Like clockwork, I once again spent a good chunk of this past weekend watching the Berkshire Hathaway annual meeting. It might sound terribly boring to some, I know. Since my first father-and-son trip to Omaha over twenty years ago, Warren Buffett and his long-time sidekick, Charlie Munger, manage to get my attention during the first week of May. At age 90 and age 97, respectively, I suspect this tradition will only last a few more years.
In a world infatuated with shiny objects, the annual Buffett and Munger show has surprisingly maintained its relevance. We should all be so lucky to have such command of our wits at their age. Remarkably, they manage to match their wits with more than a dollop of wisdom. Right along with their billions, after nearly seven decades of investing, their collective wisdom is still piling up. They’ve seen it all. Well, almost.
Throughout the years, the Berkshire Hathaway meeting has offered an annual check-up on the ever-changing investment environment. Back in 2000, the tech-stock bubble was finally bursting. In 2006, the crazed housing market was starting to roll over. By 2009, the Fed dove headfirst into its zero interest rate policy. Each year’s meeting has offered a chance for Buffett and Munger to share their insights for hours on end.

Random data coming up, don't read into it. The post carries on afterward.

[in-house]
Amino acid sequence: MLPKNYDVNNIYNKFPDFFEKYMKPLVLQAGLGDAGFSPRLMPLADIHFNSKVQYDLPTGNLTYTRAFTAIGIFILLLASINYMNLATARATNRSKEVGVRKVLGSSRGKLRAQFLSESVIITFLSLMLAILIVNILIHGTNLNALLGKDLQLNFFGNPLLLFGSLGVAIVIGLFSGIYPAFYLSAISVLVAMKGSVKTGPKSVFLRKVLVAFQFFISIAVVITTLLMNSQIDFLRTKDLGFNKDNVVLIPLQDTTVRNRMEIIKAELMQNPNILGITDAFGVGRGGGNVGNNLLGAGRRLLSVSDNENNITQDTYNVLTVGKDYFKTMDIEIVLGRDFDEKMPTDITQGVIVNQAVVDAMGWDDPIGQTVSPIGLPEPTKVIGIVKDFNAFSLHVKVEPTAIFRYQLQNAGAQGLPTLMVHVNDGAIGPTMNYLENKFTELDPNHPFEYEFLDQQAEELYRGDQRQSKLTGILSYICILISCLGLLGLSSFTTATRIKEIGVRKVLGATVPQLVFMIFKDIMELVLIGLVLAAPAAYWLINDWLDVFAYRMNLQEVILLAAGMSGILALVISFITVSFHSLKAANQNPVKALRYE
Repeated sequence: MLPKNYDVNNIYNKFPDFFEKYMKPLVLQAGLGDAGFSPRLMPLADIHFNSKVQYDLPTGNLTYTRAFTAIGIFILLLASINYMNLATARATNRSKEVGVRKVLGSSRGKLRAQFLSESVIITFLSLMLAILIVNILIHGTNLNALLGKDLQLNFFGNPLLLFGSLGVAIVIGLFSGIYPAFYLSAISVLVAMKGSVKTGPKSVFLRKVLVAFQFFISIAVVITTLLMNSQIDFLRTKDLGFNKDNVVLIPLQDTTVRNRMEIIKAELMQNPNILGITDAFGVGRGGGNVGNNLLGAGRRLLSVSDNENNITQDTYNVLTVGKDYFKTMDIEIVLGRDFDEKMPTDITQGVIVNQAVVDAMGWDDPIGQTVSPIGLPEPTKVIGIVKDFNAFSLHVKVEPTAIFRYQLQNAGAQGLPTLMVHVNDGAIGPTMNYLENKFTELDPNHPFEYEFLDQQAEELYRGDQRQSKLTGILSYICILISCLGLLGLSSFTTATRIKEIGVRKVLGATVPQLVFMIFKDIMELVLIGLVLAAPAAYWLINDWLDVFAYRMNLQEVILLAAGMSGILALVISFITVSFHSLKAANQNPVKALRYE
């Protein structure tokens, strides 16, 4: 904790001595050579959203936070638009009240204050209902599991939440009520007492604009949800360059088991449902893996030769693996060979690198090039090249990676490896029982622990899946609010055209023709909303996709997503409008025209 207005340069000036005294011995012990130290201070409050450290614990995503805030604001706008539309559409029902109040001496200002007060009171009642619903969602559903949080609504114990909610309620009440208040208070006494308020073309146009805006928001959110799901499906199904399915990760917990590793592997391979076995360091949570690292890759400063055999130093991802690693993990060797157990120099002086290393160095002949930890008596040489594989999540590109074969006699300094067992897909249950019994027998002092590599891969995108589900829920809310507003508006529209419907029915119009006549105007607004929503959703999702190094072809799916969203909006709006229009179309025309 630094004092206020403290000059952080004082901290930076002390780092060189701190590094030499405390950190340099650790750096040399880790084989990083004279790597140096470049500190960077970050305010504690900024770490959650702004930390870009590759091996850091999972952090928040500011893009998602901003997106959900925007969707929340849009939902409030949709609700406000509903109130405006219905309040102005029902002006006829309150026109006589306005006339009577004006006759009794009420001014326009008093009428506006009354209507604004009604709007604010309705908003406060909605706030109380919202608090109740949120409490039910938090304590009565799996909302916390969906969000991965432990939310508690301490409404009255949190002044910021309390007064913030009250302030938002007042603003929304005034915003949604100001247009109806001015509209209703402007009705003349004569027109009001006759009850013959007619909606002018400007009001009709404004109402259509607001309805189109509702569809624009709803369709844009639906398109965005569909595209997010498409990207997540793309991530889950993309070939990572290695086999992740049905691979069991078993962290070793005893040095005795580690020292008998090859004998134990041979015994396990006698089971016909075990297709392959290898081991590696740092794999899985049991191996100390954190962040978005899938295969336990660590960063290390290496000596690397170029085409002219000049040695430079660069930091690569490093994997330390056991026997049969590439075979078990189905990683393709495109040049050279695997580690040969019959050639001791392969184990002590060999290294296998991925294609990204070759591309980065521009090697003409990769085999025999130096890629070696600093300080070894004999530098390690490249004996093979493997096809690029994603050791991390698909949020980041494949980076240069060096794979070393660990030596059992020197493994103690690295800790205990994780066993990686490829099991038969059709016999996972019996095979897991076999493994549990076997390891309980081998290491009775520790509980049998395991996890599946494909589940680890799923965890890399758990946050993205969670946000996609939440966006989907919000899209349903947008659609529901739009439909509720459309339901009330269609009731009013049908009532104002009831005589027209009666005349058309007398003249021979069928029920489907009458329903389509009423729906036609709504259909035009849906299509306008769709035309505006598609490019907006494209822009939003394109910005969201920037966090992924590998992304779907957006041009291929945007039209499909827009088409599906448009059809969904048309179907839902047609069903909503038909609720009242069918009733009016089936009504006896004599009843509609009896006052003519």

This year, what caught my ear was their fascination with how our current economic “movie” will play out. While they didn’t share the name of the movie they’re watching, for years now I’ve felt we’re deep in Wonderland, walking shoulder-to-shoulder with Alice herself!
At the center of their curiosity is the conundrum of super-low interest rates. It certainly has been my obsession. Will interest rates stay this low? Have they permanently elevated stock prices? Do bonds still have a rightful place in conservative portfolios? Can we really print trillions without major consequences? Seeking answers to these important questions, and many more, will lead you right down the rabbit hole, of course. As enticing as it is, just throwing up your hands doesn’t really seem like a viable option.
For Buffett and Munger, the current movie inevitably inches closer to their final scene. I imagine their calm sense of wonder at this year’s meeting reflects their own demographic reality (and their unimaginable personal wealth is possibly a contributing factor!) For me, however, today’s environment is just one more fascinating scene in a story that’s still very far from complete. Calm wonder, I’m afraid, feels like a luxury. Embracing a little bit of their attitude, though, might in fact be the only rational way to manage through it.
As I reflect on this year’s meeting, the lesson from Buffett and Munger certainly wasn’t about the nuts-and-bolts of investing. Rather, I think this year’s lasting lesson is to always stay curious. After all, in a world that seems about as mad as the one Alice tumbled into, things are bound to get curiouser and curiouser!